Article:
Kidney Cancer

Definition

Your kidneys are two bean-shaped organs, each about the size of your fist. They're located behind your abdominal organs, one on each side of your spine. Like other major organs in the body, the kidneys can sometimes develop cancer.
In adults, the most common type of kidney cancer is renal cell carcinoma, which begins in the cells that line the small tubes within your kidneys. Children are more likely to develop a kind of kidney cancer called Wilms' tumor.

Symptoms

Kidney cancer rarely causes signs or symptoms in its early stages. In the later stages, kidney cancer signs and symptoms may include:

  • Blood in your urine, which may appear pink, red or cola-colored
  • Back pain just below the ribs that doesn't go away
  • Weight loss
  • Fatigue
  • Intermittent fever

Causes

Your kidneys are part of the urinary system, which removes waste and excess fluid and electrolytes from your blood, controls the production of red blood cells, and regulates your blood pressure. Inside each kidney are more than a million small filtering units called nephrons. As blood circulates through your kidneys, the nephrons filter out waste products as well as unneeded minerals and water. This liquid waste — urine — flows through two narrow tubes (ureters) into your bladder, where it's stored until it's eliminated from your body through another tube, the urethra.

Just what causes kidney cells to become cancerous isn't clear. But researchers have identified certain factors that appear to increase the risk of kidney cancer.

Types of kidney cancer

The most common types of kidney cancer include:

  • Renal cell carcinoma. This type of kidney cancer usually begins in the cells that line the small tubes of each nephron. In most cases, renal cell tumors grow as a single mass, but you may have more than one tumor in a kidney or develop tumors in both kidneys.
  • Transitional cell carcinoma. This type of kidney cancer develops in the tissue that forms the tubes that connect the kidneys to the bladder. Transitional cell carcinomas can also begin in the ureters themselves or in the bladder.
  • Wilms' tumor. Wilms' tumor is a type of kidney cancer that occurs in young children.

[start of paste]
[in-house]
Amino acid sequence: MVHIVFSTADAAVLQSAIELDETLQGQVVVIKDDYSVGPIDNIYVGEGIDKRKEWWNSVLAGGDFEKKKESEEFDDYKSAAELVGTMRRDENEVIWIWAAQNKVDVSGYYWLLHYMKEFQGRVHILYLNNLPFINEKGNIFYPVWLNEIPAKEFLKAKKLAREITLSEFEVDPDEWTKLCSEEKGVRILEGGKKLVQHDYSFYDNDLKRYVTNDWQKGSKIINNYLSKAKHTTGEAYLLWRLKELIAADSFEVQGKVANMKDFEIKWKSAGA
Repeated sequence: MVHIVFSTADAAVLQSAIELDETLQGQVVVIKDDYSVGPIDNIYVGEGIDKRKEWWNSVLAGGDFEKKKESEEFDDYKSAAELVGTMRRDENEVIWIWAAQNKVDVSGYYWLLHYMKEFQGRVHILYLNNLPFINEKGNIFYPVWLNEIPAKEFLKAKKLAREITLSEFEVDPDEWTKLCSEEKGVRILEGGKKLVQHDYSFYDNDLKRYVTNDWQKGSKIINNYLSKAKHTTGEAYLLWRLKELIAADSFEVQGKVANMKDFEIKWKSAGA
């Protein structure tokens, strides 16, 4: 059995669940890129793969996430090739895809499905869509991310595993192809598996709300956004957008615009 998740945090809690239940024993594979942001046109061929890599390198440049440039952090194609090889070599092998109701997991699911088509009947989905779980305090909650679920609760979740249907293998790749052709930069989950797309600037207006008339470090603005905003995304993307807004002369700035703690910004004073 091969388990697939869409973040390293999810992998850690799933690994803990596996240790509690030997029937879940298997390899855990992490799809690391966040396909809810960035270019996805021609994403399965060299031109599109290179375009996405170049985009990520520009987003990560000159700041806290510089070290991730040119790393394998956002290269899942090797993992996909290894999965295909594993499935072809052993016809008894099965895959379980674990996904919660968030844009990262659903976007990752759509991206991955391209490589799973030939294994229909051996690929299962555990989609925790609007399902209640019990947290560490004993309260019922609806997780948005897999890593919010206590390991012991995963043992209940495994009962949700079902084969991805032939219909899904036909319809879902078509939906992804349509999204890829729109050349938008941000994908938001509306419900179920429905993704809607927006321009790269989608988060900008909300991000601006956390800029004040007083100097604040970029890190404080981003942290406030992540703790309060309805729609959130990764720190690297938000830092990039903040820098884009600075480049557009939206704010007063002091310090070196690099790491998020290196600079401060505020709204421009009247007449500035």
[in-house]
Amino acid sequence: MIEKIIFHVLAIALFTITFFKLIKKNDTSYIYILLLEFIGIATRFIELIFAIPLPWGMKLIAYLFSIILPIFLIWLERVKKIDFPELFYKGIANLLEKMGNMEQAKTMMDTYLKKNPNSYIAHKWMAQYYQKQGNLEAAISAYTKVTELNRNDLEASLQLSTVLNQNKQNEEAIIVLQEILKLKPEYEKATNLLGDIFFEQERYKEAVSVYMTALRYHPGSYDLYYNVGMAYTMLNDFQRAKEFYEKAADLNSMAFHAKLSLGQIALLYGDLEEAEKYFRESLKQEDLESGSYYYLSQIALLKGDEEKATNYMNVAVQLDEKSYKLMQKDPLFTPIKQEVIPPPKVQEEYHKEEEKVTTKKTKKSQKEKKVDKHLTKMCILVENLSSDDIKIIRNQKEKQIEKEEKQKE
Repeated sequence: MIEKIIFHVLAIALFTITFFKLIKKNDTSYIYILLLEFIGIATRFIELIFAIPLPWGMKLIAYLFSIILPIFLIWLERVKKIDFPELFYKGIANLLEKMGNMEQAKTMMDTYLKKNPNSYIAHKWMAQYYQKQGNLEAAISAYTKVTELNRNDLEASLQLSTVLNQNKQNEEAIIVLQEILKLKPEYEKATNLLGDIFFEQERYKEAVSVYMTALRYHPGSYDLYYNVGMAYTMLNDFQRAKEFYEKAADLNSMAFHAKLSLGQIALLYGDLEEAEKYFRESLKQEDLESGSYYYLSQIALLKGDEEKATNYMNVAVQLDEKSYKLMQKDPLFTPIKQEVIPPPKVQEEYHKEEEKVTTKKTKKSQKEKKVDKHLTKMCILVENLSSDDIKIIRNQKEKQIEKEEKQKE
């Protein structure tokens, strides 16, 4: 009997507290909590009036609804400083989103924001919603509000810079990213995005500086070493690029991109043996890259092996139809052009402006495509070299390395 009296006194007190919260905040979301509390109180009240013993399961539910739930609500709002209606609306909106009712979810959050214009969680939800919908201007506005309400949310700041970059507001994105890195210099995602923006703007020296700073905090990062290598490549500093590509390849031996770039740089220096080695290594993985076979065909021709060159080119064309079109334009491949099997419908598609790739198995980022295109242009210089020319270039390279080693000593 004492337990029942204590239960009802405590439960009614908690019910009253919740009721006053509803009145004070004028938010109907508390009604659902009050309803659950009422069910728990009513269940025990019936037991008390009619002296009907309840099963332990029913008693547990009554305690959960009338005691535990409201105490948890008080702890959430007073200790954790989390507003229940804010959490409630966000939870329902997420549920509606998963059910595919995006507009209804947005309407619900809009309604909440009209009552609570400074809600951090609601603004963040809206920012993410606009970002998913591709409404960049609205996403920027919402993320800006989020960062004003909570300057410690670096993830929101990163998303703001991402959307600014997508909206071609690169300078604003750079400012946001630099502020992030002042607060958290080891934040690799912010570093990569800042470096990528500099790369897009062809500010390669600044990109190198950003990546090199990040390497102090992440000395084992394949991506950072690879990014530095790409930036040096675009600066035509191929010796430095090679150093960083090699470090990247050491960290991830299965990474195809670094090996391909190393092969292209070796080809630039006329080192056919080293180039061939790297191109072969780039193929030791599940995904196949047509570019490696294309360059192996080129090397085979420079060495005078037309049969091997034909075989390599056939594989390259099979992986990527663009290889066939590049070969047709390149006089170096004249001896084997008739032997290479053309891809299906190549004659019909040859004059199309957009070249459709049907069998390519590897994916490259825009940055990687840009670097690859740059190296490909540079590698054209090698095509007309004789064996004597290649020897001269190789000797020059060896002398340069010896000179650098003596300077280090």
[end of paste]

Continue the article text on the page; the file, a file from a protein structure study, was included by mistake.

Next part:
Tests

A kidney cancer diagnosis typically begins with a complete medical history and a physical exam. Your doctor may also recommend blood and urine tests. If your doctor suspects a problem or if you're at high risk of kidney cancer, you may also have one or more of the following tests to check your kidneys for growths or tumors:

  • Ultrasound. An ultrasound uses high-frequency sound waves to generate images of your internal organs, such as your kidneys and bladder, on a computer screen.
  • Computerized tomography (CT) or magnetic resonance imaging (MRI) scan. CT scans use computers to create more-detailed images than those produced by conventional X-rays. MRI scans use magnetic fields and radio waves to generate cross-sectional pictures of your body.
  • Tissue sample (biopsy). In selected cases, your doctor may recommend a procedure to remove a small sample of cells (biopsy) from a suspicious area of your kidney. During a biopsy, a surgeon uses ultrasound or CT images to guide a long, thin needle into your kidney to remove the cells. The cells are then examined under a microscope to determine whether they are cancer.

Biopsy procedures have risks, such as infection, bleeding and a very small chance that cancer could spread to the area where the needle is inserted. Because surgery is usually the first line treatment for kidney cancer, your doctor may forgo biopsy if he or she believes your tumor is very likely to be cancerous. That way you avoid the additional risks of a biopsy. Kidney biopsy is typically reserved for cases that are most likely to be noncancerous or for people who can't undergo an operation.